While some in the opposition expressed concern about Trump’s statements and views on Putin, others still hold out hope for a U.S. policy that serves their cause. A senior rebel leader noted Trump’s views on Iran were “positive” for the Syrian opposition.
“Today, the role of the United States remains active and essential in Syria, regardless of whether he tries to distance himself from it, he won’t be able to,” said the rebel, who declined to be identified so he could talk freely.
A build-up of Russian forces has fueled speculation of an imminent escalation in the campaign for eastern Aleppo, where hundreds of people were reported killed in air strikes before Russia declared a pause on Oct. 18.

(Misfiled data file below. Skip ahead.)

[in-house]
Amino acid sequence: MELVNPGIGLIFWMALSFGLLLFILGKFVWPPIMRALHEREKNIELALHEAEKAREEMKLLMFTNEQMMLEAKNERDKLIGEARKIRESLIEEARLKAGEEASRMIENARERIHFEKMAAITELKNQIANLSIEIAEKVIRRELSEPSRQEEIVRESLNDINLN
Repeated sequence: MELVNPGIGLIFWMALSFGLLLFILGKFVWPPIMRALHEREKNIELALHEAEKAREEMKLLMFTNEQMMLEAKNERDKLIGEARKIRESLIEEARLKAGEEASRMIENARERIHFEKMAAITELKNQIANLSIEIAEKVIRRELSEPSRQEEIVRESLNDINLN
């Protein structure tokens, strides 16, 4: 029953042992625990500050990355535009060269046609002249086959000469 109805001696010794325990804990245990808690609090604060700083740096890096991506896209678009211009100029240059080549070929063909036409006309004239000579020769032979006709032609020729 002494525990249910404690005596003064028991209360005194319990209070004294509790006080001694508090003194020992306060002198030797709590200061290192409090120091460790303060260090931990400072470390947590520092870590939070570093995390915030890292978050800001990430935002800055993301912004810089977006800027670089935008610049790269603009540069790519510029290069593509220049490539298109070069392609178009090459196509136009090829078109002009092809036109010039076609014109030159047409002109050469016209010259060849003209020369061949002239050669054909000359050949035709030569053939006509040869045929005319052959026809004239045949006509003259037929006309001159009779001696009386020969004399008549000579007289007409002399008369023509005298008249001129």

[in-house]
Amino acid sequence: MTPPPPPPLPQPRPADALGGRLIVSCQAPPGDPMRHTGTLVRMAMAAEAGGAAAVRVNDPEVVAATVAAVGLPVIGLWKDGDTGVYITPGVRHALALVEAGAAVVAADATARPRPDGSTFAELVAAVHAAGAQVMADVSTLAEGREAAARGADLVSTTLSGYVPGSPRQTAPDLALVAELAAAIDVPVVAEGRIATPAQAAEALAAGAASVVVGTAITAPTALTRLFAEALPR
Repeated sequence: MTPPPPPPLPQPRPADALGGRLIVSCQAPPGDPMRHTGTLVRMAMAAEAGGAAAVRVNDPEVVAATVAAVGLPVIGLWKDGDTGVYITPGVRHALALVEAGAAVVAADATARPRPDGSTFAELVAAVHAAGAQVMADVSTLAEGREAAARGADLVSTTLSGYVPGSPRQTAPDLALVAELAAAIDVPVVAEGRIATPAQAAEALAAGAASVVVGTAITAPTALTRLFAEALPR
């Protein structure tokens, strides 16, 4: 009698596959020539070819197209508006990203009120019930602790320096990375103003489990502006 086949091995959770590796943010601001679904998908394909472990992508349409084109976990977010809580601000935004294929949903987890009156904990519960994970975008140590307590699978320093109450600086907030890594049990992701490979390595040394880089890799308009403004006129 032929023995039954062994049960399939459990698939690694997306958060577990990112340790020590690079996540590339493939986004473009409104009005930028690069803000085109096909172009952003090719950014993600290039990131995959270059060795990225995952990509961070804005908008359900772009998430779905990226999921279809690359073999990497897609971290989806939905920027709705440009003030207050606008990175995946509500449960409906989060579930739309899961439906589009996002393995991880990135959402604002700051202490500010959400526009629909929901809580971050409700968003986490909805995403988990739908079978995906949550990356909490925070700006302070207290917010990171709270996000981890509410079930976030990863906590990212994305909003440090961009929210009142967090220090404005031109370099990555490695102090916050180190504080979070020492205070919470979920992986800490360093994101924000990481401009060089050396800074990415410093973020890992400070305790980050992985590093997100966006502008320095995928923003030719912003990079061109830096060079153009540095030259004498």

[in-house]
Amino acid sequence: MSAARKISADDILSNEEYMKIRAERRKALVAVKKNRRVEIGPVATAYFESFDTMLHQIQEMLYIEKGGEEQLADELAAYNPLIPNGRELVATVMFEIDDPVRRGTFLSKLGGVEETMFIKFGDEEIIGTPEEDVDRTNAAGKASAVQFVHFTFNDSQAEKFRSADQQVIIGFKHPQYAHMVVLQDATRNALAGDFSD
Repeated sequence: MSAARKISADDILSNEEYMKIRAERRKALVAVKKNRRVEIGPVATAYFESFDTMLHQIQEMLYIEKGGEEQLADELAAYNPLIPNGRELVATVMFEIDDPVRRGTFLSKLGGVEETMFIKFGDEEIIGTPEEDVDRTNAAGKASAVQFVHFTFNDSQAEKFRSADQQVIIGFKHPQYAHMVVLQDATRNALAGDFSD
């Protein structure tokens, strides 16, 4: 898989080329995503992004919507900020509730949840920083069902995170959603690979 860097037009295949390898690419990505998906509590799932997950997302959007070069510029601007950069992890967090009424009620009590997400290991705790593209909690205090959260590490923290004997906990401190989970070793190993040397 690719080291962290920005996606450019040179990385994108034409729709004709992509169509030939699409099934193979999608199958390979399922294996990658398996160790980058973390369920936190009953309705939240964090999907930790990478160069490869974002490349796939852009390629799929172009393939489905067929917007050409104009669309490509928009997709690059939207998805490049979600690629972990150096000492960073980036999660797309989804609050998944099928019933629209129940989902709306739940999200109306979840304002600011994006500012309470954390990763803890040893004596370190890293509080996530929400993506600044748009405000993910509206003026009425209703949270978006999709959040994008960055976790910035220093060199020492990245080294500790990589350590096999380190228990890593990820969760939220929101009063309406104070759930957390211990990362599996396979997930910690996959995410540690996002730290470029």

Rebels say they are well-entrenched in eastern Aleppo, a besieged area the United Nations says is home to 270,000 people. The rebels say it will be impossible for government forces to take the area.
Russian firepower has in recent weeks focused on rebel-held areas to the west of the city, from where insurgents recently launched their own offensive on government-held parts of Aleppo. Rebel shelling has killed dozens of people in western Aleppo.
Asked about Aleppo in an October debate with Clinton, Trump said it was a humanitarian disaster but the city had “basically” fallen. Clinton, he said, was talking in favor of rebels without knowing who they were.
The rebels fighting Assad in western Syria include nationalists fighting under the Free Syrian Army banner, some of them trained in a CIA-backed program, and jihadists such as the group formerly known as the al Qaeda-linked Nusra Front.
Rather than focusing on fighting Assad, Islamic State, has prioritized the expansion and defense of its self-declared “caliphate” in eastern and central Syria.